Opened in 1920 as Loew’s Windsor Theatre, the Capitol Theatre in downtown Windsor has had many ups and downs. Just out of bankruptcy on Jan. 31st, it is now owned and operated by the city of Windsor until a partner is found to take over operations. Why the city wouldn’t keep on the very capable team of David Asher and Gayle Allen, who had been running the theatre for years, is a mystery. Get this: their love for the Capitol is so intense they actually donate their time to assist the people the city put in their place.
Thanks to the hard work of the moms, dads, grand parents, kids and other tireless volunteers from various local theatre groups, the show still goes on.
Currently, the Riverfront Theatre Co., a non-profit youth troupe, is performing Peter Pan – The Musical. I attended opening night and found it enchanting. The 50 kids, aged 5 – 18, were all wonderful though I have to admit I was especially partial to Wendy (played by my daughter Rosalie). There are three more public shows next weekend: click info if you’d like to go.
Here’s a different kind of love story involving the Capitol courtesy of a reader who worked there when the theatre was packing them in for the latest movie craze: talking pictures!
Love at the Talkies
by Al Langford, Windsor
If you were 19 years old and looking for a job during the Depression years, you were very lucky if you found one. If you found your sweetheart at the same time, you were twice blessed.
In September of 1931 (two years into the Great Depression, which lasted until 1939) the Capitol Theater in downtown Windsor on University at Pelissier advertised for a staff of ushers, cashiers, cleaning staff, etc. It had recently been taken over and refurbished by the Famous Players Company.
I was one of the many who gathered on Pelissier Street for interviews. When I say “many” I mean there was a mob scene estimated to be over 150 people (there is an excellent write-up of the gala re-opening in the Border Cities Star, Sept.18, 1931.)
Connie Spencer was the new manager. His wife (I forget her name) was a “looker.” She supervised us guys and designed our spiffy uniforms.
The angels or the tooth fairy must have been looking after me, because I got a job as an usher. I can’t recall what it paid, this many years later, but I know it was under 50¢ an hour (when I worked at Chrysler’s in about 1934, we were paid 65¢ an hour.) As far as I can remember some of the other lucky ones were Jim Hayward, Stewart Love, Art Ducharme and Jack Marcon. Stewart was the ticket taker (he wore a special hat).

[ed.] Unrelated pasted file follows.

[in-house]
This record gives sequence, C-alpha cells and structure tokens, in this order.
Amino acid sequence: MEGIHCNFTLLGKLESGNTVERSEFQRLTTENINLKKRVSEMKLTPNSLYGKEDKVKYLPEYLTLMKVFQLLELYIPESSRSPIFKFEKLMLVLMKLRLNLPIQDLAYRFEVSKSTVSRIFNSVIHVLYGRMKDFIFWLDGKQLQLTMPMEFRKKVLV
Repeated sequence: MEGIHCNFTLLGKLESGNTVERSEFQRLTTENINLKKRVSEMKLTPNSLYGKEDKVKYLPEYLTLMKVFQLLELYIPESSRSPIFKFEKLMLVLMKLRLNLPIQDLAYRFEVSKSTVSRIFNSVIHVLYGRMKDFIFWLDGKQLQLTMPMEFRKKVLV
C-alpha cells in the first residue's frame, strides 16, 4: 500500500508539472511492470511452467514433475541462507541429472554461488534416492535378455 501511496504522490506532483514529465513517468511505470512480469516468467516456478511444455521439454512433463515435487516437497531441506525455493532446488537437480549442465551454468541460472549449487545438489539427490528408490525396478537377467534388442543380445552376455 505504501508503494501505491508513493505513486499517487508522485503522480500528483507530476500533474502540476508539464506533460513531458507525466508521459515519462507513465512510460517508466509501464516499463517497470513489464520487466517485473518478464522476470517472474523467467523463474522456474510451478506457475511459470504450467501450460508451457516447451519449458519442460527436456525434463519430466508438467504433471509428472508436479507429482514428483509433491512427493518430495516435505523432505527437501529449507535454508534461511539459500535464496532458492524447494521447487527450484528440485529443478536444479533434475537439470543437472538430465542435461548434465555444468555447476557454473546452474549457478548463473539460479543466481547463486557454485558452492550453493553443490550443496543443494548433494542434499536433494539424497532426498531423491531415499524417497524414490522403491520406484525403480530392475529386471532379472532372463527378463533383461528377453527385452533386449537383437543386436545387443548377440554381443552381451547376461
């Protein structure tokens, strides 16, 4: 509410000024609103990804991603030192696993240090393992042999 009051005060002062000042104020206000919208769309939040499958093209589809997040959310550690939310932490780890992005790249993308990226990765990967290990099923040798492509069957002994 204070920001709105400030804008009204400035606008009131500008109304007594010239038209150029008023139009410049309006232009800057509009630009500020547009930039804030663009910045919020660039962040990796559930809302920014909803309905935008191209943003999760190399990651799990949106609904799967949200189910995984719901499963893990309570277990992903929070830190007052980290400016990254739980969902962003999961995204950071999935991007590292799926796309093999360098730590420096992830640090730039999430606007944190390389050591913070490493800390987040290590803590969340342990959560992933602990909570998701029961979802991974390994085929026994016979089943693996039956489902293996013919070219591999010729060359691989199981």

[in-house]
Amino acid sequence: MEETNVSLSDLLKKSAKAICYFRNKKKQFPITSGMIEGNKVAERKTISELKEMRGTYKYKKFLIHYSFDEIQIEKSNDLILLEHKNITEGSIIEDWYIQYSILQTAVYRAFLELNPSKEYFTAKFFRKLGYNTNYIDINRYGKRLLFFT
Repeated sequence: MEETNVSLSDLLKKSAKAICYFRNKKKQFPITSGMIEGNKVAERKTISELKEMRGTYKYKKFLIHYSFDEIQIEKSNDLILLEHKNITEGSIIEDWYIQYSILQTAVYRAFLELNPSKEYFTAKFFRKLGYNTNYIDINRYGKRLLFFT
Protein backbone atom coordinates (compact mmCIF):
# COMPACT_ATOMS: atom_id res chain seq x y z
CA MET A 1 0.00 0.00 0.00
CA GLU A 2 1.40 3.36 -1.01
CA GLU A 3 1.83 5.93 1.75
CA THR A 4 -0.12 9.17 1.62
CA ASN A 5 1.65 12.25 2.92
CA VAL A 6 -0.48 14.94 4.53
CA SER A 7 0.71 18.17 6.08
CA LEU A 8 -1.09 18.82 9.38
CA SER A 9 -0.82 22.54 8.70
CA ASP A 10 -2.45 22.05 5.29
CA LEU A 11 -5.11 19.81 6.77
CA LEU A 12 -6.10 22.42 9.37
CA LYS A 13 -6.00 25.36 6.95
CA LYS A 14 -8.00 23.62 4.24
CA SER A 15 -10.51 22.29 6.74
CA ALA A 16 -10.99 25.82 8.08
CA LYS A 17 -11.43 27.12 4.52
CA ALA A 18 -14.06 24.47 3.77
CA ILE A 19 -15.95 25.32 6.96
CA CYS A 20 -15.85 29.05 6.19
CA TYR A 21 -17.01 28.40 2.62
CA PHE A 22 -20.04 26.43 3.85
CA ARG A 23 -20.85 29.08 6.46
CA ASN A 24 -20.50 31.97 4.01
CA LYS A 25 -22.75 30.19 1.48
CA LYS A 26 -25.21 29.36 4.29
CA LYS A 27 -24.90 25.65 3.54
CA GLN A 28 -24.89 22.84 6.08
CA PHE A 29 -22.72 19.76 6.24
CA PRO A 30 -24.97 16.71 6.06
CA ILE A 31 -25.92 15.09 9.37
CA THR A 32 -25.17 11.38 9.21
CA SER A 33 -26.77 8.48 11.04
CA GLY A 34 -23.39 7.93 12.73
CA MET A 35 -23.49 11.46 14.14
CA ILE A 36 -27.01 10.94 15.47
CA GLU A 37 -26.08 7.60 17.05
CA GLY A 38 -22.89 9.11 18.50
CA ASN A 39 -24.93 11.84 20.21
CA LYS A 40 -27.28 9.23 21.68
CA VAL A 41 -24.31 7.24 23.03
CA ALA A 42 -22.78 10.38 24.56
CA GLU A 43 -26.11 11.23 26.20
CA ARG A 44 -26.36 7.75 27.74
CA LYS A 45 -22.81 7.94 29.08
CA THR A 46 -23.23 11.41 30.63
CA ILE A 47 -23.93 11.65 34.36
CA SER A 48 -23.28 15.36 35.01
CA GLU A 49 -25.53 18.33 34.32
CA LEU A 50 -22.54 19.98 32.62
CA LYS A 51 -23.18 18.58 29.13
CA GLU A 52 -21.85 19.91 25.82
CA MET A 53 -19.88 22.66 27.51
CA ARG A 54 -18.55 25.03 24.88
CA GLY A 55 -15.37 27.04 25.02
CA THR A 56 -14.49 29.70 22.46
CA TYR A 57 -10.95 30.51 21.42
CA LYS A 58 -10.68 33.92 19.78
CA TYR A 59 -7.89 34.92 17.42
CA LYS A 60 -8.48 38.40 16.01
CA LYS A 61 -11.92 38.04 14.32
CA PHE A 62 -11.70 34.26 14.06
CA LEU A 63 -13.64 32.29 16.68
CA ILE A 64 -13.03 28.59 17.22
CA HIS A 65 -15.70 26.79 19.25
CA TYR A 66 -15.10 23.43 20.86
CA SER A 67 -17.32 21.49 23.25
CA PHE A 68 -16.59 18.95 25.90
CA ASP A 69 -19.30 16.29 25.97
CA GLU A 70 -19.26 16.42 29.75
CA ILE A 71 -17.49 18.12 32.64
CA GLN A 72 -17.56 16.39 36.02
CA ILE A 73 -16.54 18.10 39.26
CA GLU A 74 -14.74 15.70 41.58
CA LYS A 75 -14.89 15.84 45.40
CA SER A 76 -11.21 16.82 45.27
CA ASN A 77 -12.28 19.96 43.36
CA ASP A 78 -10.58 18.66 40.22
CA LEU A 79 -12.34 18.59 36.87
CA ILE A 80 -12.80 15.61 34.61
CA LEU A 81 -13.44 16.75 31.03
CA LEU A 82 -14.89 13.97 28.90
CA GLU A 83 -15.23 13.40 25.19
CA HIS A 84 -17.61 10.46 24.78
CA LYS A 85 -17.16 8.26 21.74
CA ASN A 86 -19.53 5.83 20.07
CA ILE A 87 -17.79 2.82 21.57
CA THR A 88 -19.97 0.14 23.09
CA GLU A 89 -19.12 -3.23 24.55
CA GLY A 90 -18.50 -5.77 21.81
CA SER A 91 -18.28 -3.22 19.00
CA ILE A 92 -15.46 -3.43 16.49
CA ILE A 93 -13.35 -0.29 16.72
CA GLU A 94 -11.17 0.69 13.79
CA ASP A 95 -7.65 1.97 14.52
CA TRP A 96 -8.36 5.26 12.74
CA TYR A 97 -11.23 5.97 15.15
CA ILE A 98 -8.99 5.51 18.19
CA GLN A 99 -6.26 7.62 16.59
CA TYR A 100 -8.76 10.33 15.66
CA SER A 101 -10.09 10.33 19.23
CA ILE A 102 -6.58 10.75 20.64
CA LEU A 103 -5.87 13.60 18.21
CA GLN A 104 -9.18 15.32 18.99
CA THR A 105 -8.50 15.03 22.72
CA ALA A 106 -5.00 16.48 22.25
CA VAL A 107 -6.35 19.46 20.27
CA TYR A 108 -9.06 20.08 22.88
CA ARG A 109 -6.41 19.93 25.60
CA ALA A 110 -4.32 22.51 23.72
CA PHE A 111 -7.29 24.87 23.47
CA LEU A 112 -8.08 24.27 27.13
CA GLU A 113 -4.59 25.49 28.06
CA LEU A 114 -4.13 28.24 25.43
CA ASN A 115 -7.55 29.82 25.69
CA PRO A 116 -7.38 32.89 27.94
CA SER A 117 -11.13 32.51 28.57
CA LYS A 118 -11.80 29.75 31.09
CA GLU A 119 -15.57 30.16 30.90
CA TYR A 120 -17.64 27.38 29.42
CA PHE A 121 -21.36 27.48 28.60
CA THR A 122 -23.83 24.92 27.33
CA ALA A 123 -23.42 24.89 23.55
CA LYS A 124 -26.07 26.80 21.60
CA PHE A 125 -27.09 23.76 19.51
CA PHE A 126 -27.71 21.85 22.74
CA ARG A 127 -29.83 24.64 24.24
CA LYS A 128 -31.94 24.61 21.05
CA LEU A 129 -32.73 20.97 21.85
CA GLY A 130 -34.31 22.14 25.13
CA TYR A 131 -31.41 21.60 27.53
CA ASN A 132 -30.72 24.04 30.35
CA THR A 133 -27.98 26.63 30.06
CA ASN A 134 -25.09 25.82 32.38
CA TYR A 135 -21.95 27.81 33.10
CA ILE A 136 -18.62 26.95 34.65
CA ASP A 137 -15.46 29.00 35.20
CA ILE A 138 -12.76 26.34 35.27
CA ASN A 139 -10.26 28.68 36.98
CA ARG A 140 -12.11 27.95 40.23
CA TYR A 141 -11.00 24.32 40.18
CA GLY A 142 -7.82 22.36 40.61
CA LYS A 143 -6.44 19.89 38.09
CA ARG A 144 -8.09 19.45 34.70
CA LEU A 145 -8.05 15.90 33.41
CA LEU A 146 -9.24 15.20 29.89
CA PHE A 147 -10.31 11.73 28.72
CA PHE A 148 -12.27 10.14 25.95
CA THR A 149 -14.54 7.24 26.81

We wore short jackets, which had sleeves large enough to conceal the ever-present flashlight. The well-starched dickies had a bad habit of popping out of the jacket at embarrassing times.
That year, all of us posed for a picture to urge people to mail their Christmas parcels early. I remember Archie McPherson as the backstage honcho.
The Capitol was a very busy place that fall and winter; we had a full house almost every weekend. There was seating for almost 2,000 people. The movies were quite good too. We ushers heard them so often we could recite the heroes’ lines word for word.
Now for the love angle! The new cashier was May Pfahler, who was formerly the cashier at the Tivoli Theater in Walkerville where she looked like an animated doll in the ticket booth! Her boss had been J.J. “Dapper Joe” Lefaive. Joe always had a fresh flower in the lapel of his jacket.
I had my eyes on her the moment I saw her and man, did I have competition. The assistant manager John Heggie was smitten by her and so was Al Dunwoodie (one of the cleaning staff). I also remember an old geezer who used to come to the Capitol quite often and stand at the wicket to make small talk and moves on my sweetie. I had my work cut out for me because I wasn’t any better looking than they were.
One word best described May: “HUGGABLE.” She was petite, five feet nothing, maybe 105 pounds. Lots of fun, but could be deep and profound. One of her prized possessions was the Rubaiyat of Omar Khayyam; she could recite many of its passages. She read “Gone With The Wind” at least four times.
We had a wonderful life together. Ups and downs? You bet! She and the kids (two girls and a boy) travelled with me all over the training stations in Ontario and Quebec while I was in the R.C.A.F.Our romance blossomed and we dated for quite a while (it was tough trying to get married on an usher’s wages). Finally, on July 6th, 1935 she said yes and we got married.
It was rather odd that May and I hadn’t met while we went to school. May lived on Hall Avenue and I lived on Moy Avenue, the next street over. She had to walk a long way south to John Campbell while I had to walk east to King Edward. She was a top student at the Windsor Business College (so she knew how to keep my spending habits to a minimum). As I said, we have three wonderful children, 12 grand ones, and 13 great grand ones.
With regret, I have to add a very sad note to this story. My beloved passed away in December 2002, leaving a monstrous void in my life. I’d like to recite to her the last two lines of Shakespeare’s Sonnet 29:
“For thy sweet love remembered such wealth brings, that then I scorn to change my place with Kings.”
Al’s story is from our Feb. 2004 edition of The Times Magazine. For more photos and info on history of The Capitol Theatre go here and go here to read more about Windsor in its heyday. We are almost sold out of our book, “Best of The Times”, which is based on our local history publications, The Walkerville Times and The Times Magazine. Click here to learn how you can get one – before it’s history!